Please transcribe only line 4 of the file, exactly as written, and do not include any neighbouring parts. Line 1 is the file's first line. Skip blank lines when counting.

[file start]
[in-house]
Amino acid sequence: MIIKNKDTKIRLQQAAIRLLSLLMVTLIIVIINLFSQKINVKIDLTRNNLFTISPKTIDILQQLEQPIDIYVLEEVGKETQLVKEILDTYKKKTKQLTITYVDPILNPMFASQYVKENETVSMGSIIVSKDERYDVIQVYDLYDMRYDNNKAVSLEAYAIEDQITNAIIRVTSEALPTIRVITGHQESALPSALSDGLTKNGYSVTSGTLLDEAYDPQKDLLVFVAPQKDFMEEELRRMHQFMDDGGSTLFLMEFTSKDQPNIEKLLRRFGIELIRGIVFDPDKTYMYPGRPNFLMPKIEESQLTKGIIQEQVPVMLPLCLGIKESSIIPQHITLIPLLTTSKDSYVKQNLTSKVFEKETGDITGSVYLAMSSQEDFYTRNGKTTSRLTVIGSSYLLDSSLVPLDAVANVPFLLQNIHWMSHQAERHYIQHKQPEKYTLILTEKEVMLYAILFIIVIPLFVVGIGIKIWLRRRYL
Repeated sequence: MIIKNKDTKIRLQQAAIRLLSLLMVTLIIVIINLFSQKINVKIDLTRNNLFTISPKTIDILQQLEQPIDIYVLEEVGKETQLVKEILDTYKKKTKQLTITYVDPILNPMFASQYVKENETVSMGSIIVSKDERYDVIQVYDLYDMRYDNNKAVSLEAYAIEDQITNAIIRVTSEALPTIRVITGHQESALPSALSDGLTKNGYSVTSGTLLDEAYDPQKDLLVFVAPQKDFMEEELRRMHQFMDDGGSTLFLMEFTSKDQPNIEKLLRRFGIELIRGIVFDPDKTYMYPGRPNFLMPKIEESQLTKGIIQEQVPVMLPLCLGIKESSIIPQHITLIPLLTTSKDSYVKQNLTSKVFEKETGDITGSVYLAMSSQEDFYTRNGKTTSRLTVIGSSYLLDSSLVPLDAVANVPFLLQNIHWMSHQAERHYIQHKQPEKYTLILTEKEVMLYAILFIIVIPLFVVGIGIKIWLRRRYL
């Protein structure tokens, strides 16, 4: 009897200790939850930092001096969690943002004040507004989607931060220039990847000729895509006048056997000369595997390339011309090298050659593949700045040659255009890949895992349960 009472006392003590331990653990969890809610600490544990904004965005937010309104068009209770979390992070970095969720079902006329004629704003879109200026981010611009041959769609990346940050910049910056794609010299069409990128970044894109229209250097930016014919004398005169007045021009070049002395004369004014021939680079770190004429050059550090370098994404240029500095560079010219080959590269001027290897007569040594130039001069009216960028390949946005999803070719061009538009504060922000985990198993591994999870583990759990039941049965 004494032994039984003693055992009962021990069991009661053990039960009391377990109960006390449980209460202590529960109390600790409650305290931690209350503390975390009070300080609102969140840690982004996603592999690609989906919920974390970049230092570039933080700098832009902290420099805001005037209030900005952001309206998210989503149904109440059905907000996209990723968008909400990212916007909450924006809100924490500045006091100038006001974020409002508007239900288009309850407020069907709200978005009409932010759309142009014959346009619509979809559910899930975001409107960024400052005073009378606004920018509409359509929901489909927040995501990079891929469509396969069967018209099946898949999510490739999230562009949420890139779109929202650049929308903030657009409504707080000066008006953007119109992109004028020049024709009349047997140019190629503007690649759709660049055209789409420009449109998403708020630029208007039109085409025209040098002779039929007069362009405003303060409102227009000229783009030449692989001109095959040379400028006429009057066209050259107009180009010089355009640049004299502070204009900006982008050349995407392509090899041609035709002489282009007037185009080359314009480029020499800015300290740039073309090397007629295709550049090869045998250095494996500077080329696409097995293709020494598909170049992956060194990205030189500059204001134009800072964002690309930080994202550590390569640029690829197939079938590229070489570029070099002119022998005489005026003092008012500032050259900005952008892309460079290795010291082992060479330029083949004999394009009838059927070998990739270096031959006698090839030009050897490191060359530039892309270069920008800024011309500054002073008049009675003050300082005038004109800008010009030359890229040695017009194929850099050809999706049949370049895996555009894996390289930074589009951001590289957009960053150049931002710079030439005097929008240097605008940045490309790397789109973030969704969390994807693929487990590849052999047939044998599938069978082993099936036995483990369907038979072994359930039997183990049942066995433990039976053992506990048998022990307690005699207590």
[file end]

């Protein structure tokens, strides 16, 4: 009897200790939850930092001096969690943002004040507004989607931060220039990847000729895509006048056997000369595997390339011309090298050659593949700045040659255009890949895992349960 009472006392003590331990653990969890809610600490544990904004965005937010309104068009209770979390992070970095969720079902006329004629704003879109200026981010611009041959769609990346940050910049910056794609010299069409990128970044894109229209250097930016014919004398005169007045021009070049002395004369004014021939680079770190004429050059550090370098994404240029500095560079010219080959590269001027290897007569040594130039001069009216960028390949946005999803070719061009538009504060922000985990198993591994999870583990759990039941049965 004494032994039984003693055992009962021990069991009661053990039960009391377990109960006390449980209460202590529960109390600790409650305290931690209350503390975390009070300080609102969140840690982004996603592999690609989906919920974390970049230092570039933080700098832009902290420099805001005037209030900005952001309206998210989503149904109440059905907000996209990723968008909400990212916007909450924006809100924490500045006091100038006001974020409002508007239900288009309850407020069907709200978005009409932010759309142009014959346009619509979809559910899930975001409107960024400052005073009378606004920018509409359509929901489909927040995501990079891929469509396969069967018209099946898949999510490739999230562009949420890139779109929202650049929308903030657009409504707080000066008006953007119109992109004028020049024709009349047997140019190629503007690649759709660049055209789409420009449109998403708020630029208007039109085409025209040098002779039929007069362009405003303060409102227009000229783009030449692989001109095959040379400028006429009057066209050259107009180009010089355009640049004299502070204009900006982008050349995407392509090899041609035709002489282009007037185009080359314009480029020499800015300290740039073309090397007629295709550049090869045998250095494996500077080329696409097995293709020494598909170049992956060194990205030189500059204001134009800072964002690309930080994202550590390569640029690829197939079938590229070489570029070099002119022998005489005026003092008012500032050259900005952008892309460079290795010291082992060479330029083949004999394009009838059927070998990739270096031959006698090839030009050897490191060359530039892309270069920008800024011309500054002073008049009675003050300082005038004109800008010009030359890229040695017009194929850099050809999706049949370049895996555009894996390289930074589009951001590289957009960053150049931002710079030439005097929008240097605008940045490309790397789109973030969704969390994807693929487990590849052999047939044998599938069978082993099936036995483990369907038979072994359930039997183990049942066995433990039976053992506990048998022990307690005699207590």